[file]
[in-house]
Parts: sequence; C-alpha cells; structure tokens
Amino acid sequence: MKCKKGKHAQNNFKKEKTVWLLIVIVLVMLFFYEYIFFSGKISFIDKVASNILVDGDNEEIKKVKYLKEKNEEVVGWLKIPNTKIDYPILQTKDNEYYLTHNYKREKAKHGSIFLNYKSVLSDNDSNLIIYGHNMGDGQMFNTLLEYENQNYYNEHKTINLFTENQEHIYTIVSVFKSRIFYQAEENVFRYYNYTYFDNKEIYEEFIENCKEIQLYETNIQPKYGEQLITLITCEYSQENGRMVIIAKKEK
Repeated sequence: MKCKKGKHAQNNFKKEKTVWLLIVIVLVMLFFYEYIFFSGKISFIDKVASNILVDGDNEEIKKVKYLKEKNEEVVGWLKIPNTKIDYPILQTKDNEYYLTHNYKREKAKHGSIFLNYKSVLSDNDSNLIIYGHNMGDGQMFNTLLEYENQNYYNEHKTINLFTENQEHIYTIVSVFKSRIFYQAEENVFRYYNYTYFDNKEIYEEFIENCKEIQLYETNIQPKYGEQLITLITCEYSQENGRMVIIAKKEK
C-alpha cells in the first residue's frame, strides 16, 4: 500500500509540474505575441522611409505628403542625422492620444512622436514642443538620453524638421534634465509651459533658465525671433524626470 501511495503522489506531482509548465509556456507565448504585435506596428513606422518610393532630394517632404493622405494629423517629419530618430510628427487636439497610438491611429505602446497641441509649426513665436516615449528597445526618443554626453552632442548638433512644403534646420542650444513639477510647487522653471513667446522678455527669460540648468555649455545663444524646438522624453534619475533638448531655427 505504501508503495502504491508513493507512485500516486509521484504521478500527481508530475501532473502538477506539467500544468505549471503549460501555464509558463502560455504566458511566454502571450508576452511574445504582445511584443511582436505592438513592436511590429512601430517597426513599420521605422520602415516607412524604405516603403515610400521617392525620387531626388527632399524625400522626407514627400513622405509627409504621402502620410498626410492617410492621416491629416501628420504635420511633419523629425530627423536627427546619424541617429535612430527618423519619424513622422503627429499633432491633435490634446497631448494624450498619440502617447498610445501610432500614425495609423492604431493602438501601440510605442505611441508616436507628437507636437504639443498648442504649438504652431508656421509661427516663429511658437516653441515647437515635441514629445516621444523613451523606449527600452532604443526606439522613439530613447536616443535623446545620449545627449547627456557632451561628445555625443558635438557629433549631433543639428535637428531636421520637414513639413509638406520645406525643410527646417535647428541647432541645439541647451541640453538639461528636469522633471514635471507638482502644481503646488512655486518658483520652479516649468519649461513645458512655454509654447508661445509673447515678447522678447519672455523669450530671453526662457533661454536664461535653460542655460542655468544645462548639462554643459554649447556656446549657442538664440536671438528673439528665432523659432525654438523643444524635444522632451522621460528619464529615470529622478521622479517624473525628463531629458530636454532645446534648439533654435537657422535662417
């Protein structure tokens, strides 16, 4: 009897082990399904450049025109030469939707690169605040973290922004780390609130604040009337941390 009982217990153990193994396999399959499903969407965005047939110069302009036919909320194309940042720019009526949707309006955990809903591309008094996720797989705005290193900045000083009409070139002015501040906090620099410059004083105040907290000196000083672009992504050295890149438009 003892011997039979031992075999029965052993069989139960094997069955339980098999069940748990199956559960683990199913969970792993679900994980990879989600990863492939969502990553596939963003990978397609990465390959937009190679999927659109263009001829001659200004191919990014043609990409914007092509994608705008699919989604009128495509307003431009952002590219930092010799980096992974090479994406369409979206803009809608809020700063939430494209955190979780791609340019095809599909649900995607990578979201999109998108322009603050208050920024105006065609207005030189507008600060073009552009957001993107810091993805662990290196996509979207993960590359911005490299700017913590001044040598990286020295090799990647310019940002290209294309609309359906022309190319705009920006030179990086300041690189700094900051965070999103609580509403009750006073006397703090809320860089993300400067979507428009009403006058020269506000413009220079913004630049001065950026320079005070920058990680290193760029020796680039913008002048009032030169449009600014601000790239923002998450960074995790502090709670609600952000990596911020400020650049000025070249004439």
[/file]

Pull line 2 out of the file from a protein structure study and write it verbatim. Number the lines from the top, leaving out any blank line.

Parts: sequence; C-alpha cells; structure tokens